Moderate drinking during the pandemic is OK. Here’s how to know if your habit has crossed into the official definition of “excessive.” (Jennifer Bardsley)

Moderate drinking during the pandemic is OK. Here’s how to know if your habit has crossed into the official definition of “excessive.” (Jennifer Bardsley)

Heavy drinking during pandemic sends kids a bad message

Parents drinking to excess may be teaching their children that when the going gets tough, it’s time to hit the bottle.

Children learn from our actions, and right now, some parents across America are teaching their kids that heavy drinking is an appropriate way to deal with stress.

If you’re one of those parents, put down your wineglass and step away from the cocktail shaker. You are better than this.

Sure, if the situation were only temporary, heavy drinking might be considered an appropriate coping mechanism. But this isn’t a sprint — it’s a marathon. When children see you drink excessively every single evening, or even during the daytime, they grow up thinking that such behavior is normal. It’s not.

According to health.gov, “high-risk drinking is the consumption of 4 or more drinks on any day or 8 or more drinks per week for women and 5 or more drinks on any day or 15 or more drinks per week for men.” High-risk drinking also includes binge drinking, which is the “consumption within about 2 hours of 4 or more drinks for women and 5 or more drinks for men.”

If you and your spouse are going through a bottle of wine or a six-pack of beer every night during this pandemic, then you’ve reached the government definition of “excessive drinking,” and it’s not OK.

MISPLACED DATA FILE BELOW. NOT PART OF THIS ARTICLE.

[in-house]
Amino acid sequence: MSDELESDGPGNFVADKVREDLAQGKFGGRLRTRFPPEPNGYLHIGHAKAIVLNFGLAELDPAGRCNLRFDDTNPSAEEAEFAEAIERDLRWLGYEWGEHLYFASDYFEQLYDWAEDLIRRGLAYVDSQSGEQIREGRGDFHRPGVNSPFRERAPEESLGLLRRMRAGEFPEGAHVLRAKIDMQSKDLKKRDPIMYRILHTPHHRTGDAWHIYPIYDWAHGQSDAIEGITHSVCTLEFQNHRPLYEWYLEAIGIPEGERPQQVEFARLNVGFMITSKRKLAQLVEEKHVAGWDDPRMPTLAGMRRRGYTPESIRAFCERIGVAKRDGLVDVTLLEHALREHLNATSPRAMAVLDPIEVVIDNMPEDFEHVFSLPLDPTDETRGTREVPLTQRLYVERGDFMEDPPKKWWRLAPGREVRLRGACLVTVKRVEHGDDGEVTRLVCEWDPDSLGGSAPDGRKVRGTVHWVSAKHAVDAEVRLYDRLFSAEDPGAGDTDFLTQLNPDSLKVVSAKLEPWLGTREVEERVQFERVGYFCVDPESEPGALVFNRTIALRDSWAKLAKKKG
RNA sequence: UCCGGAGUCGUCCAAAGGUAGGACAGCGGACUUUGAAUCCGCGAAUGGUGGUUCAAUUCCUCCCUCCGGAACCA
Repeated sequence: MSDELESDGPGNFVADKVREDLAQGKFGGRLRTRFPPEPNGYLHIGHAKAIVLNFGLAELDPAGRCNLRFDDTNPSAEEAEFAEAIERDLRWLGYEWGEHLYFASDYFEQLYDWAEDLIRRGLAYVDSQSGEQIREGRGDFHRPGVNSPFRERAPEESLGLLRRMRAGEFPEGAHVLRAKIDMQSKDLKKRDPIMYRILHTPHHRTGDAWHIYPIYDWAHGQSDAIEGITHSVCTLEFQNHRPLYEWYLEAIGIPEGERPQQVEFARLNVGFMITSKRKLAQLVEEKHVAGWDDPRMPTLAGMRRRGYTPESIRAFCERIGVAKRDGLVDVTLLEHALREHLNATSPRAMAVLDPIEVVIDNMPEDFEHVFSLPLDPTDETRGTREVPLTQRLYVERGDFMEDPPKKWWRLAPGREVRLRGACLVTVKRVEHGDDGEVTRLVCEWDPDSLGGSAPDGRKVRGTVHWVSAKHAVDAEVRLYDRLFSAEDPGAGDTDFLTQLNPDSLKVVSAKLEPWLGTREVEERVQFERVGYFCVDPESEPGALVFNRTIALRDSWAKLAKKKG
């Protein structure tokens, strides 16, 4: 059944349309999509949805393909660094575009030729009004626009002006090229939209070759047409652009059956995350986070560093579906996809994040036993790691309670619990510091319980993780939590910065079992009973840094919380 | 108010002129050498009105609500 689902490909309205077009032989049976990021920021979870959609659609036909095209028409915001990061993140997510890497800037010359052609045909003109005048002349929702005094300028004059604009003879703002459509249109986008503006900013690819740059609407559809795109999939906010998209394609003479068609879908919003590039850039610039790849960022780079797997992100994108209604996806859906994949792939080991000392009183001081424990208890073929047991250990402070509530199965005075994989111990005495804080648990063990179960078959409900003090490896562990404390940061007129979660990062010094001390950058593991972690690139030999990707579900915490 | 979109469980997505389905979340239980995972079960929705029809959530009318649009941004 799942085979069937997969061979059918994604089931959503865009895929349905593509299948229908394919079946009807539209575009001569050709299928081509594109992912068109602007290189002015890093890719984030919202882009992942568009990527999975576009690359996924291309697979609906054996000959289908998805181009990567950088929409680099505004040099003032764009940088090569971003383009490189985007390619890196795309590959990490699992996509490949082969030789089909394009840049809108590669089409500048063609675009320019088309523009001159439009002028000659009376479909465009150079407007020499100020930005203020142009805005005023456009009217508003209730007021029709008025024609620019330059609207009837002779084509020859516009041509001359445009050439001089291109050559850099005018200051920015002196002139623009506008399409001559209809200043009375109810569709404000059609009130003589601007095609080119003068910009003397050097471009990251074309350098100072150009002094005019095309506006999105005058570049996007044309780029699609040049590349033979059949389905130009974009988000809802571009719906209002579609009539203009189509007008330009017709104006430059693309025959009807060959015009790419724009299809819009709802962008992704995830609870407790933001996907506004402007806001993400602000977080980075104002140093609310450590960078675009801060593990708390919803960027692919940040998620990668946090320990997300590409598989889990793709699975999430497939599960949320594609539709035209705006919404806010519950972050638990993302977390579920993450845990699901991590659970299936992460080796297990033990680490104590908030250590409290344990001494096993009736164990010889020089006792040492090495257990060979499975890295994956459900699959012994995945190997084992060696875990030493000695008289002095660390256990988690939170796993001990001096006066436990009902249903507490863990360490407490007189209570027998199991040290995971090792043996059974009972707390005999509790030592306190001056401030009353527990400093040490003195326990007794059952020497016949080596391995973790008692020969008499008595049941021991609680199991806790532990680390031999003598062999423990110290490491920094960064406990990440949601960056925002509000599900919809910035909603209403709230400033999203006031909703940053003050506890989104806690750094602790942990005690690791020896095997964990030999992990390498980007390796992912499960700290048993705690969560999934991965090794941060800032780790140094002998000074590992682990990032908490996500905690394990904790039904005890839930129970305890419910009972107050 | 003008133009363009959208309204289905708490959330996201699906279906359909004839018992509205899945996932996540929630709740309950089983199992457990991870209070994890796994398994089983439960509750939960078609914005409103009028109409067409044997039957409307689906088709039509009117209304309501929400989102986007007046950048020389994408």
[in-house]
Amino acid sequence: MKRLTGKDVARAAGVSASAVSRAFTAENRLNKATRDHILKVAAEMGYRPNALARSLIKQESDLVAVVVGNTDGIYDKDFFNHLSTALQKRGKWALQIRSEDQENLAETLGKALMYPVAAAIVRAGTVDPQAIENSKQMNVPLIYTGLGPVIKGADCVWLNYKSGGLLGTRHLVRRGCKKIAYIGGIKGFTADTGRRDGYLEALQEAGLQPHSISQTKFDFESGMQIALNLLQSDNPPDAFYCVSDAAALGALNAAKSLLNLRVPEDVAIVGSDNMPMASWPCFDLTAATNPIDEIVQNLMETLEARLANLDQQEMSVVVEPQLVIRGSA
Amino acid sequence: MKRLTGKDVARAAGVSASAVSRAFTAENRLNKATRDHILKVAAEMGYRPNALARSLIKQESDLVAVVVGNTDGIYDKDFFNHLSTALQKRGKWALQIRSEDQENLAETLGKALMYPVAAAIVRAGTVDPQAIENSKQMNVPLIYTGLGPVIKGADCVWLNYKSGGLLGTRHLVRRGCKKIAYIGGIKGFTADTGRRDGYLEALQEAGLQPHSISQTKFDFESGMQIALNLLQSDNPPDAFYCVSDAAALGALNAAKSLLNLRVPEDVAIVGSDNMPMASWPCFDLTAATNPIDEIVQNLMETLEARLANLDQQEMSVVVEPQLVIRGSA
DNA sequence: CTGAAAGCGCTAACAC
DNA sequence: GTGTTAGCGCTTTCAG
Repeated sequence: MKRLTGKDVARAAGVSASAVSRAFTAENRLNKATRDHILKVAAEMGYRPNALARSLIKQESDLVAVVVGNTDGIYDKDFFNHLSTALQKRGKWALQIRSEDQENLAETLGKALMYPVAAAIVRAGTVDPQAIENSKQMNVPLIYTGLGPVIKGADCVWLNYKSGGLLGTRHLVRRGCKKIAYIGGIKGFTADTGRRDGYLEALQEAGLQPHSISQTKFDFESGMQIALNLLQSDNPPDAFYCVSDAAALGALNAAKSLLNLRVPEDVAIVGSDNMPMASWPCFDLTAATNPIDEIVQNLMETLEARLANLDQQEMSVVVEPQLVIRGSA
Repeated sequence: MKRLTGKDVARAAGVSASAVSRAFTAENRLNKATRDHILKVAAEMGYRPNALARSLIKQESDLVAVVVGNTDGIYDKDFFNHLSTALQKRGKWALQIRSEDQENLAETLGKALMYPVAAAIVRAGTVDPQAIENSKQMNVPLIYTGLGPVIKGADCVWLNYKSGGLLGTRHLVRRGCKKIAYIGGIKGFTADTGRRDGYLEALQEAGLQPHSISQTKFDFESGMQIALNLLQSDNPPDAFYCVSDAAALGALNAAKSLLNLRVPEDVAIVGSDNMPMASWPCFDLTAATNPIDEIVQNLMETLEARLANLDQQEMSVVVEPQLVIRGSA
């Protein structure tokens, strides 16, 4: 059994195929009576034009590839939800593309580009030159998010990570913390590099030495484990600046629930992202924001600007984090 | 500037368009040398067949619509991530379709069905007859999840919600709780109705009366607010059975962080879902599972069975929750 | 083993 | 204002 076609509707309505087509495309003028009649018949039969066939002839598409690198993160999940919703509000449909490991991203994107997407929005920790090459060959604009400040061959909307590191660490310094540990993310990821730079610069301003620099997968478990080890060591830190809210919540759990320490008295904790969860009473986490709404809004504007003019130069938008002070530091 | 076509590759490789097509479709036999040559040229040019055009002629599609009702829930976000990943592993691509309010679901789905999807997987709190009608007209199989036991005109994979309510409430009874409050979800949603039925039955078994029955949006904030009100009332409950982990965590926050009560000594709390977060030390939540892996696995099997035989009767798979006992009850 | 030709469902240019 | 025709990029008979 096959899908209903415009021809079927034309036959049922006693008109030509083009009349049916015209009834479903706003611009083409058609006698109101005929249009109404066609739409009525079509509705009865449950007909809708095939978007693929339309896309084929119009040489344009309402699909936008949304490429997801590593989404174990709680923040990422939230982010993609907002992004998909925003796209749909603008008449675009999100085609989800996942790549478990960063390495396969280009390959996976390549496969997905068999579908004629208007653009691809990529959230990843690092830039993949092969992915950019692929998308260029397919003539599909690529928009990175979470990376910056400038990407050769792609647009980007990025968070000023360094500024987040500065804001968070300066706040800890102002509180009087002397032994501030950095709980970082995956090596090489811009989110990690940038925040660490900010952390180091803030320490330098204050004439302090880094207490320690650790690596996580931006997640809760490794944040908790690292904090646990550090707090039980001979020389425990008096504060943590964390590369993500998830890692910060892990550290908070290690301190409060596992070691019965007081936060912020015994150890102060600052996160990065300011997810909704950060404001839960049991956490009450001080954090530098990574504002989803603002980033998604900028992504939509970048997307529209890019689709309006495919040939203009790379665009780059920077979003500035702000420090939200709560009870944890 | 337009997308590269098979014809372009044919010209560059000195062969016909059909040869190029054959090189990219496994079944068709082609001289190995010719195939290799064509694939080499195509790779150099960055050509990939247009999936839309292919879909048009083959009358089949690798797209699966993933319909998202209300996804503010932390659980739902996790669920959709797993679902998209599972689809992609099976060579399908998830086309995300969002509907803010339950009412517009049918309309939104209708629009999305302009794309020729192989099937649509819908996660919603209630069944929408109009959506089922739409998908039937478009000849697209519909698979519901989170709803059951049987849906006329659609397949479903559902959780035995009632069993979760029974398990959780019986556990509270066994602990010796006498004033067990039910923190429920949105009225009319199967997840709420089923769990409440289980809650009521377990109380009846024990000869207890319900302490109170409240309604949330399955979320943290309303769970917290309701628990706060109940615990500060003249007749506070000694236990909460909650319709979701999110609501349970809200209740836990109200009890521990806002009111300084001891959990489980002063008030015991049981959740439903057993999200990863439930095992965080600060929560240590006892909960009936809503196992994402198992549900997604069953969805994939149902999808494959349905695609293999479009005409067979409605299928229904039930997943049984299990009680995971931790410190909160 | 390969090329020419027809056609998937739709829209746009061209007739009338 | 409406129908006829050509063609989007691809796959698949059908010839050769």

You might tell yourself it’s OK. Your Facebook friends might post funny memes about surviving the stay-home order with coffee in one hand and vodka in the other, but that doesn’t mean your children deserve to be cared for by an adult with a heavy drinking habit.

It’s not just about the present, either, it’s about the future. Is this the survival skill you want to teach your children? When life becomes unbearably difficult, turn to booze?

Even if they don’t develop future problems with alcohol, you’re putting them at risk for a host of other issues that may require them to seek help from Al-Anon someday; issues like fearing criticism, constantly needing approval, difficulty with relationships and feeling responsible for the actions of others.

Let’s talk about money, too, because we’re facing Great Depression levels of unemployment. Is spending excessive funds on alcohol a good idea? Which choice will make your family safer: having extra cash in the bank, or having empty bottles in the recycling bin?

If money’s not a problem, think about all of the other stress-management tools an extra $30 to $50 per week could purchase. That quickly adds up to $1,050 to $2,600 a year, which is enough money to buy an online fitness membership and a massage chair.

Go for a walk. Brew a cup of tea. Take a hot shower. Pet your dog. Lock yourself in the coat closet with a flashlight and read a paperback novel. Call your friend. Watch TV. If you’ve tried all those things and still feel that liquor is the answer, it may be time to seek professional help.

COVID-19 had taken important things from all of us, but don’t let sobriety be one of them.